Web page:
Hawaii Volcanic Activity Reinforces States’ Need for Catastrophe Planning

This post first appeared on Risk Management Monitor. Read the original article.

Recent volcanic activity in Hawaii has turned national attention to emergency preparedness planning. As previously reported, the Kilauea eruption lessened but caused aftershocks, lava flow and lingering hazardous fumes in nearby areas. About 1,800 people live in the area, which was ordered to be evacuated last week by Hawaii County. No deaths or injuries have been reported.

On May 9, two more actively erupting fissures from the Kilauea volcano opened near Lanipuna, a neighboring community to the already affected Leilani Estates. Fox News reported that first responders went door to door to ensure everyone in the community was safely evacuated. At least 14 fissures are now open from Kilauea—considered one of the world’s most active volcanoes—with some releasing toxic gases and others spewing lava, at times at least 200 feet into the air.

Hawaii Gov. David Ige signed a Presidential Disaster Declaration request, asking President Donald J. Trump to declare the state a major disaster as a result of the ongoing seismic activity. Gov. Ige also requested assistance from the Federal Emergency Management Agency (FEMA), citing the unpredictable nature of the volcano, the number of structures destroyed, and the fact that residents may be unable to return to their homes for an undetermined amount of time.

Gov. Ige said in his Presidential Declaration request:

As more fissures open and toxic gas exposure increases, the potential of a larger scale evacuation increases. A mass evacuation of the lower Puna District would be beyond current county and state capabilities, and would quickly overwhelm our collective resources. Federal assistance would be necessary to enable us to successfully conduct such large-scale operations.

CBS reported that many people in the affected communities live in “lava zone one,” a high-risk area. Lava insurance doesn’t exist and homeowners’ insurance is very expensive, so some are going to be left on their own to try and rebuild.

With all these events, however, visitors to Hawaii.gov will find very little, if anything about the volcanic eruption on the state’s homepage [see screenshot]. Instead, there is much about the mild weather and announcements of a groundbreaking ceremony for a road pavement rehabilitation and the modernization of its payroll system. All-in-all, it’s difficult for the public to gage imminent dangers, such as the dangers of molten lava on the site. Visitors, as well as residents, need to navigate to the Residents Page to find the Emergency Information.

What Other States Can Learn
While volcanic eruptions may be relatively infrequent in the continental United States, the threat exists: There are 169 active volcanoes in the U.S., and 54 of them are considered high threats by the United States Geological Survey (USGS). Washington is one state that is proactive in its planning, and May just happens to be when it observes Volcano Preparedness Month. Washington has had five active volcanoes: Mount Rainier, Mount Baker, Mount Adams, Glacier Peak, and Mount St. Helens. The latter volcano erupted in 1980 and demonstrated the disaster potential of volcanoes, causing an estimated $31 million in insured losses. That eruption killed 57 people and left dramatic changes to the landscape. It undoubtedly impacted state officials, who regularly include environmental and natural disasters in their strategic plans.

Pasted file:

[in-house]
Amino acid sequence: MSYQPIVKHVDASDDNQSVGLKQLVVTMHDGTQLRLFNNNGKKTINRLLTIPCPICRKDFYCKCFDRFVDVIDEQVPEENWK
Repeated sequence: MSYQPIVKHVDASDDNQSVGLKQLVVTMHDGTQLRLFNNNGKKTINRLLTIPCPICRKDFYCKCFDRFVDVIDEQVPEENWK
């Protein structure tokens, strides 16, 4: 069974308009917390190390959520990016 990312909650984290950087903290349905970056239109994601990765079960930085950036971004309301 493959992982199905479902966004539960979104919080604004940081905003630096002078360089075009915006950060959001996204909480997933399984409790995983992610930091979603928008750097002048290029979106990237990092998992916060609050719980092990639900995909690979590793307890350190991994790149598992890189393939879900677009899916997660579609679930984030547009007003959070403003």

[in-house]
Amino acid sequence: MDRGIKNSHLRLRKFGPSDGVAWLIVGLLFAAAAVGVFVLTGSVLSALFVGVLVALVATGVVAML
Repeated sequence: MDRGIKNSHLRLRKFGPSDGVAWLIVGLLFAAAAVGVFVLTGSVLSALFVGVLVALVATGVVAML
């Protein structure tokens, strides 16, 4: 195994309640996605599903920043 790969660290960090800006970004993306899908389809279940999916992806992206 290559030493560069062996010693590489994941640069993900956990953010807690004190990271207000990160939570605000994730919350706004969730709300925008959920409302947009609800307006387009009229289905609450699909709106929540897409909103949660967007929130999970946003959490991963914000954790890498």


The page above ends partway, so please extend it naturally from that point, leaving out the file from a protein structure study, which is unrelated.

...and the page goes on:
King County, Washington is in close proximity to these volcanoes and has a page dedicated to volcanic activity. It explains how its active volcanoes pose different threats from Hawaii’s:

Unlike Hawaiian volcanoes that ooze molten lava, volcanoes in the Pacific Northwest are known for sending choking ash, hot rocks, and poisonous gases high into the sky. Lahars, which are deadly mixes of hot mud, ash, and other debris, are also a big concern.

It also advises how residents and businesses should prepare and react in the event of an eruption. After ashfall:

  • Wear goggles to protect your eyes and long-sleeved shirt and pants to protect your skin.
  • Clear roofs and rain gutters of ashfall. Ashfall is very heavy and can cause buildings to collapse. Use extreme caution when working on a roof.
  • Avoid running vehicle engines. Driving can stir up volcanic ash that can clog engines, damage moving parts, and stall vehicles.
  • Avoid driving in heavy ashfall unless absolutely required. If you must drive, keep the speed down to 35 MPH or slower. Be prepared to change oil, oil filter, and air filters frequently (every 50 to 100 miles in heavy dust and every 500 to 1,000 miles in light dust).
  • As much as possible, keep ash out of buildings, machinery, air and water supplies, downspouts, storm drains, etc.

In 2017, King County co-hosted a climate change resiliency summit with the United Kingdom’s consulate to assess the physical geography and explore better emergency preparedness plans.

Risk Manager of the Year Honor Roll Member Jennifer Hills already had natural disasters on her radar. The director of risk management for King County, Hills is continually learning about the practical threats of a natural disaster and the county’s resiliency.

“We’re now looking at where emergencies and climate change should be on our risk register,” she told Risk Management magazine earlier this year, adding that she frequently collaborates with the county’s climate change and emergency management offices. “There’s a lot we’re understanding about King County’s exposures to natural disasters and we’re planning for those risks and how to mitigate them.  There’s a lot of untapped resources we may need to open.”

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